After grading, peanuts move on to the shelling process. In the first step of this process, peanuts are cleaned — stones, soil, bits of vines and other foreign materials are then removed. The cleaned peanuts move by conveyor to shelling machines where peanuts are de-hulled as they are forced through perforated grates. The peanuts then pass through updraft air columns that separate the kernels from the hulls. Specific gravity machines separate the kernels and the unshelled pods. The kernels are then passed over the various perforated grading screens where they are sorted by size into market grades.
The edible nuts are individually inspected with high-speed electronic color sorting equipment that eliminates discolored or defective kernels as well as any remaining foreign material.

In-shell peanuts are usually produced from large Virginia or Valencia type peanuts that have been grown in sandy and light-colored soil for bright hulls. Sizing screens remove the small pods while updraft air columns remove very immature and lightweight pods. The largest remaining pods are separated into size categories by screens. Stems are removed and any remaining immature pods are removed by specific gravity. Electronic sorters then remove dark, cracked, or damaged pods so that only the most mature, brightest pods remain.

Peanuts may be cultivated once or twice (depending on region) to control broadleaf weeds and grasses. A climate with 200 frost-free days (175 days for Spanish varieties) is required for a good crop. Warm weather conditions, adequate moisture, and fertile, sandy soil result in the appearance of peanut leaves in 10–14 days after planting. Farmers generally follow a three-year rotation pattern with cotton, corn or small grains planted on the same acreage in intervening years to reduce disease problems. In addition, many farmers utilize irrigation in an effort to reduce crop stress and thereby enhance opportunities for the production of high quality peanuts.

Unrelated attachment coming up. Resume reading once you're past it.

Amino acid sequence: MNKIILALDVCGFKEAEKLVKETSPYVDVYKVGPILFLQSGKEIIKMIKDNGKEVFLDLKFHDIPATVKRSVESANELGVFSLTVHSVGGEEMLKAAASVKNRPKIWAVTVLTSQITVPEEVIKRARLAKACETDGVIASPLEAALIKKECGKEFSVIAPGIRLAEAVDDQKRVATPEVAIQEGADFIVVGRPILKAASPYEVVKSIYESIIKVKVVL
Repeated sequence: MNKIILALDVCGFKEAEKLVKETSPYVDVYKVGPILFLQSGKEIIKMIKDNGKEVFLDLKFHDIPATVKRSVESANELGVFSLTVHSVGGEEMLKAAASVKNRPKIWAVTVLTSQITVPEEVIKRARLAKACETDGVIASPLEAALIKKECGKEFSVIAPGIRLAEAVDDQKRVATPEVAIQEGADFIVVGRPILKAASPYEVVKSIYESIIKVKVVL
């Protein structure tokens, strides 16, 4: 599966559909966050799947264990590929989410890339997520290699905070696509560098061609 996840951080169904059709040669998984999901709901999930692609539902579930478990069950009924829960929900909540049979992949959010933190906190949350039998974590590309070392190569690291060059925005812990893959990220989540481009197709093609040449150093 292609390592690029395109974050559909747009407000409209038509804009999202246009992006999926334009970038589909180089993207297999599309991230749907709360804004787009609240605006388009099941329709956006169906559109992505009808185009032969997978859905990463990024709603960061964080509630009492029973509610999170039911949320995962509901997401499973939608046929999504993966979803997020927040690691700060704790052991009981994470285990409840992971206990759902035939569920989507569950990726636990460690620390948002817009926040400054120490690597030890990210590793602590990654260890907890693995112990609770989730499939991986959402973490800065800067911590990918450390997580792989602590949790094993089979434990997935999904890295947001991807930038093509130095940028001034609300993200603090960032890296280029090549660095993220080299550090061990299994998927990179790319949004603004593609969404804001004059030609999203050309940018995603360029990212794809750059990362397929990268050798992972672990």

Integrated pest management is utilized in order to control weeds, diseases, and insects. Diseases caused primarily by several fungal organisms are particularly troublesome and generally require chemical control. Weeds are controlled using either chemical or mechanical methods or a combination of the two.

The peanut harvesting process occurs in two stages. Digging, which is the first stage, begins when about 70% of the pods have reached maturity. At optimum soil moisture, a digger proceeds along the rows of peanut plants driving a horizontal blade four to six inches (10–15 centimeters) under the soil. The digger loosens the plant and cuts the taproot. A shaker lifts the plant from the soil, gently shakes the soil from the peanut pods and inverts the plant. A windrow of inverted plants results and this exposes the pods to the sun. The peanuts are now ready for the second phase of the harvest — combining. After drying in the field for two or three days, a peanut combine (also known as a thresher) separates the pods from the vines, placing the peanut pods into a hopper on the top of the machine. The vines are returned to the field to improve soil fertility and organic matter. Freshly harvested peanut pods are then placed into drying wagons for further curing with forced hot air slowly circulating through the wagons. In the curing process, moisture content is reduced to 8–10% for safe storage.